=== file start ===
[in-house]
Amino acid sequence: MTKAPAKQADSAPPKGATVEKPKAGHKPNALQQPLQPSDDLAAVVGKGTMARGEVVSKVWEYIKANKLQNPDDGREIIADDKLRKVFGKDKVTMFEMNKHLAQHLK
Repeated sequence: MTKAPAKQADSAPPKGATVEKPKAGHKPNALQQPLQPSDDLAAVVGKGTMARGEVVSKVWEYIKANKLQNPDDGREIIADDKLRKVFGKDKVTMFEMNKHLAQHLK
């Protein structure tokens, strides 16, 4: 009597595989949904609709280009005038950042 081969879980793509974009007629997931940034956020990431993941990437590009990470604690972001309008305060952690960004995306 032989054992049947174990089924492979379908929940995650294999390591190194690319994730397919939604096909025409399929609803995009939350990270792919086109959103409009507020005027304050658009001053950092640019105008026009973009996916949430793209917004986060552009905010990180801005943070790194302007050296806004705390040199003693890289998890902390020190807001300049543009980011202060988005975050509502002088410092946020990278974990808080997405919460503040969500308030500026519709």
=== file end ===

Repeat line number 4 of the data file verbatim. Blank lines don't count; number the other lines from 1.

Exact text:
């Protein structure tokens, strides 16, 4: 009597595989949904609709280009005038950042 081969879980793509974009007629997931940034956020990431993941990437590009990470604690972001309008305060952690960004995306 032989054992049947174990089924492979379908929940995650294999390591190194690319994730397919939604096909025409399929609803995009939350990270792919086109959103409009507020005027304050658009001053950092640019105008026009973009996916949430793209917004986060552009905010990180801005943070790194302007050296806004705390040199003693890289998890902390020190807001300049543009980011202060988005975050509502002088410092946020990278974990808080997405919460503040969500308030500026519709």